Measuring Facebook impact: Focus and ROI

by Urs E. Gattiker on 2011/03/17 · 24 comments 8,361 views

in a analytics smarter & actionable KPIs,e marketing 101 cost-benefit ROI

Several weeks ago we launched the ComMetrics social media cost classification model (see also 2011 trends: The social media cost-benefit pyramid). Previous posts have addressed the social business maturity modelmaintaining a high-quality Facebook page, and setting up a Facebook fanpage.

The feedback has been encouraging, so we decided to focus on how a Facebook fanpage could contribute to achieving social media impact and satisfactory ROI.

I recently came across a study of online shoppers visiting the top 40 US and UK retail websites who completed a survey about what influenced their visit to the website. The study reports some interesting data about the primary influencers for a retail (e-commerce) website visit.

Fully 38 percent noted familiarity with the brand and only 5 percent (3 percent in the UK) noted interaction on social networks as their main influence, suggesting that social networks may not be very effective in convincing people to purchase. Nevertheless, things may not be as they seem when evaluating this data.

For instance, thanks to familiarity one may have followed a particular brand’s Facebook page. Accordingly, while these data are interesting it is difficult to decide if they offer much insight. Along with our previous posts about Facebook cost accounting, this illustrates the necessity of figuring out the focus of one’s Facebook page.

Get the next of our series of posts about Facebook engagement, impact and ROI - and how to measure them – by signing up with your email:

    Exposure: Are we clear on what we want to expose our fans to?

Table 1 lists the four main types of channels that a Facebook page may be used for. It is pretty clear that all four options are open to a consumer brand. For a business-to-business (B2B) situation like an engineering firm, however, a Facebook page may be used for customer support and/or customer relationship management.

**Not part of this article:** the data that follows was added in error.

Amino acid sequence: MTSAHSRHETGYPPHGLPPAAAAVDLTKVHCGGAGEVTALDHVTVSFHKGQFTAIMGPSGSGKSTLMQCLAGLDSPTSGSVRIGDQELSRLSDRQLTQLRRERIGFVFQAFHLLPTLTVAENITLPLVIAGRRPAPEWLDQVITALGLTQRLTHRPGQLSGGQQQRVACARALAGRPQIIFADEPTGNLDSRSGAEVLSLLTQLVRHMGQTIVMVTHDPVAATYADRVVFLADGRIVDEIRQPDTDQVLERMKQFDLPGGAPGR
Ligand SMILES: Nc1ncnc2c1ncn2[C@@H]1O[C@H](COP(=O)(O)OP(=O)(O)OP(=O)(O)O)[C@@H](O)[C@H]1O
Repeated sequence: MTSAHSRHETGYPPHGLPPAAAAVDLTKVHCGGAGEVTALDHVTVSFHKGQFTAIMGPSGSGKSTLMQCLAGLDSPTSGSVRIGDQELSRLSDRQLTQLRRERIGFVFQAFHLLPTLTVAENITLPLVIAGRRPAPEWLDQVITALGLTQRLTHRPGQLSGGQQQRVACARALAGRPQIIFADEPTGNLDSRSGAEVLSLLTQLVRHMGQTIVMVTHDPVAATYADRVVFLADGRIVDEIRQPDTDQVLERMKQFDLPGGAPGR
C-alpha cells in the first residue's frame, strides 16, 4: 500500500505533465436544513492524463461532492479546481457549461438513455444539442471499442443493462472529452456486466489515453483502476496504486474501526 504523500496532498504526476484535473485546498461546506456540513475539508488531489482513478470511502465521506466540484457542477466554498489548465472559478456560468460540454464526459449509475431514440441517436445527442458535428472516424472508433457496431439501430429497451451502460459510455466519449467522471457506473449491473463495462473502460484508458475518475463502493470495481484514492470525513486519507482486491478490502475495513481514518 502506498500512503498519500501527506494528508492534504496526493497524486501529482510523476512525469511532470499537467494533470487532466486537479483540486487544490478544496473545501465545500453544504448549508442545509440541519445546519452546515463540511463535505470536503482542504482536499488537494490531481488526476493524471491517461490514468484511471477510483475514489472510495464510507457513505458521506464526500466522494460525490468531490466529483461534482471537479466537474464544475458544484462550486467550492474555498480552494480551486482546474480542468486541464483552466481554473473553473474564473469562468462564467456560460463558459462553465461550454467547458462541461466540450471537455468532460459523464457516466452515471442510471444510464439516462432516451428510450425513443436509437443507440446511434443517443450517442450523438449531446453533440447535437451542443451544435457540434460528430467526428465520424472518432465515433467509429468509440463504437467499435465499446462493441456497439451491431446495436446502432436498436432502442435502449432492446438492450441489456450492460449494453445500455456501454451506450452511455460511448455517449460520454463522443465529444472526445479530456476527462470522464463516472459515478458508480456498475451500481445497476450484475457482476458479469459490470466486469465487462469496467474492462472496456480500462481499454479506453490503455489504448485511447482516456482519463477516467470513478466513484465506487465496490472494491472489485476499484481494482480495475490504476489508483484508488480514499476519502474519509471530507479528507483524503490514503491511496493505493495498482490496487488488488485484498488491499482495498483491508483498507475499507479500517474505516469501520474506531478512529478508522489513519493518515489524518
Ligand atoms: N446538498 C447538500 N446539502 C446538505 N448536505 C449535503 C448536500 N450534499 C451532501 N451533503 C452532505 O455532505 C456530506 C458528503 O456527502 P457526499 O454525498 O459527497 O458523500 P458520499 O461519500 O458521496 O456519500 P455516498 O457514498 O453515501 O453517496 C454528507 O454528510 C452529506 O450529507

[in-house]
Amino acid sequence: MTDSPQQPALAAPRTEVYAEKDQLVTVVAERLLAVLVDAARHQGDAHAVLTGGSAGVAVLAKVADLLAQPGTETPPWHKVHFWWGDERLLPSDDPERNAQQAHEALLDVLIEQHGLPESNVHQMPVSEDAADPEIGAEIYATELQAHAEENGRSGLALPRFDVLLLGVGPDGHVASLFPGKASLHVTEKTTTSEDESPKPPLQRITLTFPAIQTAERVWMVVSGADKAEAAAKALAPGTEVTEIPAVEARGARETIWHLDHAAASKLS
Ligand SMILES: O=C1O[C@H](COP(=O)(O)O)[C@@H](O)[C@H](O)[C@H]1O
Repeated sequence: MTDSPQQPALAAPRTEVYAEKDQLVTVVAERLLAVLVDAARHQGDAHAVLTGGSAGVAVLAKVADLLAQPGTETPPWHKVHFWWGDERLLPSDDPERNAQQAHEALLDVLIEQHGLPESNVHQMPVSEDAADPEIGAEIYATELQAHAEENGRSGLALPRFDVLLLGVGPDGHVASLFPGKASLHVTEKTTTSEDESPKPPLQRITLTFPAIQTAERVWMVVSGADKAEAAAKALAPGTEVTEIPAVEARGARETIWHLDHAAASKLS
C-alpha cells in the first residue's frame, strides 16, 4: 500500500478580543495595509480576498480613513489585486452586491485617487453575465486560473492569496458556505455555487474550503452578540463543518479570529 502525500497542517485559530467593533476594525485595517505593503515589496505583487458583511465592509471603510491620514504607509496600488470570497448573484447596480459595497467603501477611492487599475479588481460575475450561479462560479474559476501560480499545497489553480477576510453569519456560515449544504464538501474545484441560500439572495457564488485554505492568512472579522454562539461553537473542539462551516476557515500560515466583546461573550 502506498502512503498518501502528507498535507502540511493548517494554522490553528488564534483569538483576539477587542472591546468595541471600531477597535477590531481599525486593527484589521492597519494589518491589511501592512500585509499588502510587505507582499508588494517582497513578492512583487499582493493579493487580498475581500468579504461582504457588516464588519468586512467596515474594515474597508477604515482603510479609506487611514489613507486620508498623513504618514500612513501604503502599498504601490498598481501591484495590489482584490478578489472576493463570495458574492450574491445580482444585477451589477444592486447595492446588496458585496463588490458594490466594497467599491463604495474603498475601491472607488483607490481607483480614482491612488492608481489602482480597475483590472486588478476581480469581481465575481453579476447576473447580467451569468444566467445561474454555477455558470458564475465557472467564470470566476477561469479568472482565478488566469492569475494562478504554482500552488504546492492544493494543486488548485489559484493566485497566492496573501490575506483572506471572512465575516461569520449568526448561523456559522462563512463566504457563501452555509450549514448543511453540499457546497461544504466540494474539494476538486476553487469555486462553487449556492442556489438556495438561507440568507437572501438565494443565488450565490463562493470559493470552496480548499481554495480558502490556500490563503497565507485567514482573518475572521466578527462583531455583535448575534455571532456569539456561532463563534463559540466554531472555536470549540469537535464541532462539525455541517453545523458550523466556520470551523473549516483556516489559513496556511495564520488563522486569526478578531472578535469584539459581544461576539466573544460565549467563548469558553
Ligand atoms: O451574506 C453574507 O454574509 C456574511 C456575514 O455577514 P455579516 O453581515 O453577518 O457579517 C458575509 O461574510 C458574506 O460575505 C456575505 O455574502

Image - ComMetrics' full cost accounting model for social media marketing - What is the primary purpose of your Facebook engagement activities? - GET IT RIGHT - it helps improve ROI.

    Focus or be dead in the water

As a brand one must choose the type of Facebook page to offer and zero in on providing content that serves this purpose. While this will lower the number of fans, it is more likely to keep the ones who follow you engaged.

We rarely if ever sell to customers, but primarily B2B or industrial buyers and government agencies and have learned that customer support is not the ideal path for us. We focus more on customer relationship and information management, and while we sometimes get too few Likes or comments on a note left on Facebook, fans may still read the material.

    More resources

Bartholomev, Don. (December 30, 2010) Social media measurement 2011: Five things to forget and five things to learn. [Blog comment]. Retrieved March 15, 2011, from http://metricsman.wordpress.com/2010/12/30/social-media-measurement-2011-five-things-to-forget-and-five-things-to-learn/

Burke, Shonali. (September 1, 2010). Social media ROI v. impact: Don’t confuse the two [Blog post]. Retrieved March 15, 2011, http://www.waxingunlyrical.com/2010/09/01/social-media-roi-v-impact-dont-confuse-the-two/

    Influence and impact: What was your starting objective?

Calculating ROI is relatively easy if we have better cost control for our Facebook activities and cost effectively promote our brand on Facebook.

Note that context matters, just as location, location, location matters in real estate. A cult brand may have an easier time engaging, and statistics from other Facebook brand pages may not be that useful for performance comparisons.

As well, some measures we use are fine, such as getting impressions for a Facebook story, but they focus more on exposure than having an impact (e.g., changing people’s attitude toward your product). In both cases you need to set an objective that is measurable:

    Likes (Comments) per 1000 fans increased from 0.23 percent in Quarter 3 of 2010 to 0.40 percent by Quarter 3 of 2011

This is a properly stated and measurable objective that should indicate whether our impact is greater than it was last year, thereby indicating that people engage more with our content and product than they did before.

    Bottom line

Once we have defined what kind of channel we want to operate through our Facebook page, we need to think about how we want to measure our efforts’ improving influence and impact in social media marketing. With the help of better cost management we have moved a step further on the continuum to greater cost transparency.

An upcoming post will tackle this challenge in more detail – Measuring Facebook engagement: Understanding the audience

By the way, if you want to find more of our posts and white papers on this or any other topic, just enter a keyword and our name on your favorite search engine, such as ComMetrics Facebook engagement costs.

Okay, here are the questions I have for you:

    - What objectives have you set for your Facebook page?
    - Does defining your channel and focusing on your target audience work for you on Facebook?

The comments, as always, are yours!

Previous post:

Next post: